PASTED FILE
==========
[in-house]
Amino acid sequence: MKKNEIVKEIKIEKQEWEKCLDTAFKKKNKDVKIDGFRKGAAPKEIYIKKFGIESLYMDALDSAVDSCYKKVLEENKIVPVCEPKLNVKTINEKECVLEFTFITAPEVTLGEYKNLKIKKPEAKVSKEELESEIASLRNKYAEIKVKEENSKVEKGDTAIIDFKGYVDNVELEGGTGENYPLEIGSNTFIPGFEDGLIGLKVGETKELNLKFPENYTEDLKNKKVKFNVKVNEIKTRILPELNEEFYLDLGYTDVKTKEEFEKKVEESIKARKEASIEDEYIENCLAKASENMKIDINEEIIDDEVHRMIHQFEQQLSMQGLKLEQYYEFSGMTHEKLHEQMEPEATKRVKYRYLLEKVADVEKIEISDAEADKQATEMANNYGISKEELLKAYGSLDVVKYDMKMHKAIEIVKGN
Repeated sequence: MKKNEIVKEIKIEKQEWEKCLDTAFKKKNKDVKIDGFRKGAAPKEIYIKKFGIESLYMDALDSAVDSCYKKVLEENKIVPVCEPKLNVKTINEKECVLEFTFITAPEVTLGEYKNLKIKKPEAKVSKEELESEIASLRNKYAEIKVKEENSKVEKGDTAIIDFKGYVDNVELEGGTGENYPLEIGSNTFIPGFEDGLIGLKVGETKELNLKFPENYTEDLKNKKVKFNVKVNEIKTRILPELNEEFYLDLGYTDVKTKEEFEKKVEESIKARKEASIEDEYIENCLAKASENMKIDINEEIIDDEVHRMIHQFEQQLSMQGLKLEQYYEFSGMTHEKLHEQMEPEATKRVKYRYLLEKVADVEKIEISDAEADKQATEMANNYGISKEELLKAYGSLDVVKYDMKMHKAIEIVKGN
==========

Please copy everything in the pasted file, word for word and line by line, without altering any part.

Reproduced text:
[in-house]
Amino acid sequence: MKKNEIVKEIKIEKQEWEKCLDTAFKKKNKDVKIDGFRKGAAPKEIYIKKFGIESLYMDALDSAVDSCYKKVLEENKIVPVCEPKLNVKTINEKECVLEFTFITAPEVTLGEYKNLKIKKPEAKVSKEELESEIASLRNKYAEIKVKEENSKVEKGDTAIIDFKGYVDNVELEGGTGENYPLEIGSNTFIPGFEDGLIGLKVGETKELNLKFPENYTEDLKNKKVKFNVKVNEIKTRILPELNEEFYLDLGYTDVKTKEEFEKKVEESIKARKEASIEDEYIENCLAKASENMKIDINEEIIDDEVHRMIHQFEQQLSMQGLKLEQYYEFSGMTHEKLHEQMEPEATKRVKYRYLLEKVADVEKIEISDAEADKQATEMANNYGISKEELLKAYGSLDVVKYDMKMHKAIEIVKGN
Repeated sequence: MKKNEIVKEIKIEKQEWEKCLDTAFKKKNKDVKIDGFRKGAAPKEIYIKKFGIESLYMDALDSAVDSCYKKVLEENKIVPVCEPKLNVKTINEKECVLEFTFITAPEVTLGEYKNLKIKKPEAKVSKEELESEIASLRNKYAEIKVKEENSKVEKGDTAIIDFKGYVDNVELEGGTGENYPLEIGSNTFIPGFEDGLIGLKVGETKELNLKFPENYTEDLKNKKVKFNVKVNEIKTRILPELNEEFYLDLGYTDVKTKEEFEKKVEESIKARKEASIEDEYIENCLAKASENMKIDINEEIIDDEVHRMIHQFEQQLSMQGLKLEQYYEFSGMTHEKLHEQMEPEATKRVKYRYLLEKVADVEKIEISDAEADKQATEMANNYGISKEELLKAYGSLDVVKYDMKMHKAIEIVKGN